I had to teach statistics to my unmotivated grade 11 students. I thought I'd try to make things interesting. Textbook questions for a unit like this are typically boring and unrealistic. I decided that as a class we would create a survey that was interesting to teens, post the survey online, have everyone share the link then analyze the results. To me this was a good way to make the material interesting and relevant and was also a way to teach some digital media skills.
We created a Google form that would house the questions. The survey answers we're automatically dumped into a spreadsheet, where in theory they could easily be analyzed. I shared the link to the survey with my students through Moodle and they could share it using their preferred methods.
The trouble with data sets is that they are rarely very clean. Many of the questions generated by students in the class used a scale (poor, good, very good, excellent). This data was clean and would provide good graphing opportunities. I also wanted students to have numerical data. How else can you find measures of central tendency or measures of spread? We did create some questions where the answer should have been numerical (How many hours of television do you watch per week?). The trouble is that many of the survey participants either didn't enter a number or entered numbers that were unrealistic. After the first day of releasing the survey we had 16 responses, six of which were unusable. I decided to scrap the project and we headed back to the textbook. We discussed the problems with surveys so that we could all learn from the situation.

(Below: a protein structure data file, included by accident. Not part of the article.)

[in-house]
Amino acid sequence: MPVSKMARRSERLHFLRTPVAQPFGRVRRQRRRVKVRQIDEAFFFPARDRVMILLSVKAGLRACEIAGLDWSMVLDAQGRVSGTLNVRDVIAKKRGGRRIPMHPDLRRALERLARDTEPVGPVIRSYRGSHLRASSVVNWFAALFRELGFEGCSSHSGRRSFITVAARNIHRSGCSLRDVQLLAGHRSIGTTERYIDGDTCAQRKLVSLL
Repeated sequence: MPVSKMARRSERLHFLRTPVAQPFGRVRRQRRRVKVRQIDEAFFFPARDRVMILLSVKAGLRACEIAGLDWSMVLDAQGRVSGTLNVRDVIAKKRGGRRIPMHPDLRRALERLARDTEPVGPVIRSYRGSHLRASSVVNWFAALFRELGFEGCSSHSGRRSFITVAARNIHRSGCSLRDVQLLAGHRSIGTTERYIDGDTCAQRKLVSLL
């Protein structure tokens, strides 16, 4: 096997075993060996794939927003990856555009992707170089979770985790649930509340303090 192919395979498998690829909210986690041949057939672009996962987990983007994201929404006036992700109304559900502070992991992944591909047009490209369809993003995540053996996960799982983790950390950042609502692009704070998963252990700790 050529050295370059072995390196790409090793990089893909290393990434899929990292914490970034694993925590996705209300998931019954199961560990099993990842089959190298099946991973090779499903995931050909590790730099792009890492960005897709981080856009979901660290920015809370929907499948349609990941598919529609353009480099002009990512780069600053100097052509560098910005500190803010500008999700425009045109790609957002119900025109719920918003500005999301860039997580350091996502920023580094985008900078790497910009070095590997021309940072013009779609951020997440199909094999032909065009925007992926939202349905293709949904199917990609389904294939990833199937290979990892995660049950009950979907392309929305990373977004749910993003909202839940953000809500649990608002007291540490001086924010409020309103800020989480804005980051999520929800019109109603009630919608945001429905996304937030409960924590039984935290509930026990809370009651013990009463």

I'll have to rethink this activity for next time. Ideally, we'd have a Wii in class and could generate a ton of data for a given game: scores, time played, levels reached, points/second, player biographics, etc. We could then analyze that data. Add a Wii to the wish list.